Although Democratic presidential hopeful Bernie Sanders has been campaigning hard for the past several weeks in hopes of making an impressive showing at the upcoming Iowa Caucus, this has not stopped him from continuing his fight to end marijuana prohibition in the United States—showing Congress that even the youth of the nation support legalization.
As initially reported by Tom Angell of the Marijuana Majority, Sanders recently filed the work of several finalists in the Congressional Record, two of which are essays focusing on the desperate need for the federal government to reform its policies against marijuana. This action was part of of the Vermont Senator’s annual State of the Union essay contest for Vermont high school students.
Pointing out the dreary U.S. economy, Mikayla Clarke, who attends Bellows Falls Union High School, wrote in her essay that legalizing marijuana would serve as an avenue for digging the nation out of $18.7 trillion of debt.
“By legalizing marijuana, many more job opportunities would open and a whole new industry is created,” she wrote. “The amount that the whole country would make would be in the billions.”
Clarke, who suggests the federal government should legalize medical marijuana nationwide, followed by decriminalization and then full legalization, argues that the current prohibitionary model is preventing many citizens her age from reaching their full potential.
“People all over the country are getting in legal trouble for using and possessing marijuana,” she wrote. “Young people are getting criminal records for non-violent civil offense, and as a result will potentially be not allowed to gain federal student loans or jobs. With our limited police and jail resources, there are more important and harmful substances to focus on.”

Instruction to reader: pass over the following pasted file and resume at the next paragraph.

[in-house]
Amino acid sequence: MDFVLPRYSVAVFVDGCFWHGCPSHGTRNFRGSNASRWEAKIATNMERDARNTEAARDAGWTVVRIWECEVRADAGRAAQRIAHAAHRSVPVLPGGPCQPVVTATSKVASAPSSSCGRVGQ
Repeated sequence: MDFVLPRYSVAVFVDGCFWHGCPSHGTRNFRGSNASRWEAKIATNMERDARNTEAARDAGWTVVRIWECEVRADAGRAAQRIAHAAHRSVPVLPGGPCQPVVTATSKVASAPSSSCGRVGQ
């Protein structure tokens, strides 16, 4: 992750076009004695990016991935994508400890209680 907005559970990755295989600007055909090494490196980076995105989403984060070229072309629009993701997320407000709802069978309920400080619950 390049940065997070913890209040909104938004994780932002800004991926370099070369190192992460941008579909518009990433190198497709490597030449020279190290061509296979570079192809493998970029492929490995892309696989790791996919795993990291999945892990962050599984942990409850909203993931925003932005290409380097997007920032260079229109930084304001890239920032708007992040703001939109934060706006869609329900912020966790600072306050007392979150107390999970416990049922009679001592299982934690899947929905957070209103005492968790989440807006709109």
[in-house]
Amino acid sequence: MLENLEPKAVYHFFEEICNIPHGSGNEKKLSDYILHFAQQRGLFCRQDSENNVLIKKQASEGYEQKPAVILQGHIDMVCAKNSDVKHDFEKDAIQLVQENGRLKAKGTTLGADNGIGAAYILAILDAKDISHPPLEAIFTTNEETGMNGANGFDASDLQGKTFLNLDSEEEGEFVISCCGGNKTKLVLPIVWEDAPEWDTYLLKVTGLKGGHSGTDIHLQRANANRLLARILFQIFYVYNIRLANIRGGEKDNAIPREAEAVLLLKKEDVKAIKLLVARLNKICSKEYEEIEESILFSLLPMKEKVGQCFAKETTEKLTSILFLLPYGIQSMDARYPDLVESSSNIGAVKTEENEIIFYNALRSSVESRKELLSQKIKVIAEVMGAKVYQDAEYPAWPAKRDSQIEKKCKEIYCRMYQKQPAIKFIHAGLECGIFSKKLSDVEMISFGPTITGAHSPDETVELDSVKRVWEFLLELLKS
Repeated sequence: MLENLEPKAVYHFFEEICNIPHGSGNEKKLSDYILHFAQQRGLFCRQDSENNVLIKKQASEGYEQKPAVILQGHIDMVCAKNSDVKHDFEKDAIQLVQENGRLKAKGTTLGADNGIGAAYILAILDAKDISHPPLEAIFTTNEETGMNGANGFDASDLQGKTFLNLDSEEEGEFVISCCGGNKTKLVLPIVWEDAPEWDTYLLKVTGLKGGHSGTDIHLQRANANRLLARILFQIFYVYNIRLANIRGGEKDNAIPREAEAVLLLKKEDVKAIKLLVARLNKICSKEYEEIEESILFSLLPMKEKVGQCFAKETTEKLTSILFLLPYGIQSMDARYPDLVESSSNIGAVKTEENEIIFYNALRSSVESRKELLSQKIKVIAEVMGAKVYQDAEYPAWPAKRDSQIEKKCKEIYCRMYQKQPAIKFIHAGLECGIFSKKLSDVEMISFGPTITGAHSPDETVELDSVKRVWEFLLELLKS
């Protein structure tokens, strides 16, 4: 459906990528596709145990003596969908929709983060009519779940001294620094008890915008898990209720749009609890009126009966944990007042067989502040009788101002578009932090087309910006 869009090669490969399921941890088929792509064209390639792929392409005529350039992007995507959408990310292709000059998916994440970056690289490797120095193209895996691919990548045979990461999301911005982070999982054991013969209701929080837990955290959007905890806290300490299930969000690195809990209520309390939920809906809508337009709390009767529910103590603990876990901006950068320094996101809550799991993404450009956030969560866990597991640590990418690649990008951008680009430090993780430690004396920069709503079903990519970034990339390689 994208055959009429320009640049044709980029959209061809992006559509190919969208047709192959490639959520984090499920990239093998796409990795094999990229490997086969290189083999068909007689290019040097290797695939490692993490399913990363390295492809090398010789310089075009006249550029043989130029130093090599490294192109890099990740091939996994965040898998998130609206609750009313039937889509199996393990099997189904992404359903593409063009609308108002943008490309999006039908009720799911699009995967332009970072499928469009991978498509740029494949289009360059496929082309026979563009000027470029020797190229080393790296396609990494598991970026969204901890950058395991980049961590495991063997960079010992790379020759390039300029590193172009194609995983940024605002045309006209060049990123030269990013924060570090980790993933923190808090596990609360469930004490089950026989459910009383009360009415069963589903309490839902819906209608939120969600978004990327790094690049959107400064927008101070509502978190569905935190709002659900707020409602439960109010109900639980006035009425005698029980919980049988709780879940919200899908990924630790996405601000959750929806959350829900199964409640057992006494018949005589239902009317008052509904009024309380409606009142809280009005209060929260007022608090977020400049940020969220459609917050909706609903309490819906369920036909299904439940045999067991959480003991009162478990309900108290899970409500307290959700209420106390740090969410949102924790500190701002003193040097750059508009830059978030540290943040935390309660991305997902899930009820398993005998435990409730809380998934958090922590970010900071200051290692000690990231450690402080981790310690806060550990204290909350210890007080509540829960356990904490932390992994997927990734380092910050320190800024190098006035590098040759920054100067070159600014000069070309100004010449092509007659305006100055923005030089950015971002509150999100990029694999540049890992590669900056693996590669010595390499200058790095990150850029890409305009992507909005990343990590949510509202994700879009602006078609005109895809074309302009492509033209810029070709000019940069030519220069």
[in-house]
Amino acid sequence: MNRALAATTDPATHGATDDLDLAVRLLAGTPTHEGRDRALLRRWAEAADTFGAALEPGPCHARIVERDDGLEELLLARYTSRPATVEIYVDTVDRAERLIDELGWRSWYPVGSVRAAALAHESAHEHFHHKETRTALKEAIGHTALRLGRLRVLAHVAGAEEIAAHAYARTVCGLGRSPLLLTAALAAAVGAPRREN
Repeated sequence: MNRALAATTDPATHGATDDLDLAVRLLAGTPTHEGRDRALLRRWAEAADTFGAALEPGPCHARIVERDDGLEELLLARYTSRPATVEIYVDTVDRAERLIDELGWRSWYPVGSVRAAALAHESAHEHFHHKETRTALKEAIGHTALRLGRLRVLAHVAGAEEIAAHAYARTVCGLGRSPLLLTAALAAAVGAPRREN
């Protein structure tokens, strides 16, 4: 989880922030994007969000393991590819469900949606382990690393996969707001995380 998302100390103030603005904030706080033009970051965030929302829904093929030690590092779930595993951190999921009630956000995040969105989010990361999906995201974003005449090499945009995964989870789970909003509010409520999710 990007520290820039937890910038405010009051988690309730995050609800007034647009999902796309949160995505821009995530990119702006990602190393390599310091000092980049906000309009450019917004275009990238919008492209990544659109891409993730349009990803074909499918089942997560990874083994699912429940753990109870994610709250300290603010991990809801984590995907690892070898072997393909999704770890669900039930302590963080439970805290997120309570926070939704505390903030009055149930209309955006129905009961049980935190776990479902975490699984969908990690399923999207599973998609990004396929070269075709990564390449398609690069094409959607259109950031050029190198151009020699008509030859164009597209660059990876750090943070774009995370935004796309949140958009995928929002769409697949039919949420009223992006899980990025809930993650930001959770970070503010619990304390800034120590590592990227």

Another student, Megan Bromley, enrolled at Milton Senior High School, wrote about her disdain for the number of rapes and sexual assaults that occur all over the country, while law enforcement continues to focus its energy on busting small time pot offenders. She argues that with nearly 13 percent of the population serving time for drug offenses, that perhaps focusing attention on removing dangerous criminals from the streets could make better use of local and national resources.
“We are pouring millions of dollars into our state and federal prison systems and too much of that is going towards people for up to twenty years for marijuana possession," she wrote. "However, I propose to use the funding instead to evaluate something such as unprocessed rape kits and begin to treat minor drug use in a proactive manner. Marijuana possession should be removed as a state and federal crime and result in no jail time.”
The essays written by these two young ladies is a solid indicator that the youth of the nation have become fully capable of offering an intelligent debate on the subject of marijuana reform. It is encouraging to see the younger generation standing up for what should be of interest to every citizen—public safety and our national economy—with an understanding that a better America can be made by moving forward with the legalization of marijuana on a much bigger scale.
And Senator Bernie Sanders couldn’t agree more.
“As is always the case, I am so impressed by the wide range of issues students wrote about this year, and by the quality of the essays,” Sanders said in a statement. “While there is no shortage of obstacles facing the United States, it is heartening to see so many young Vermonters thinking about the direction we need to go as a nation.”
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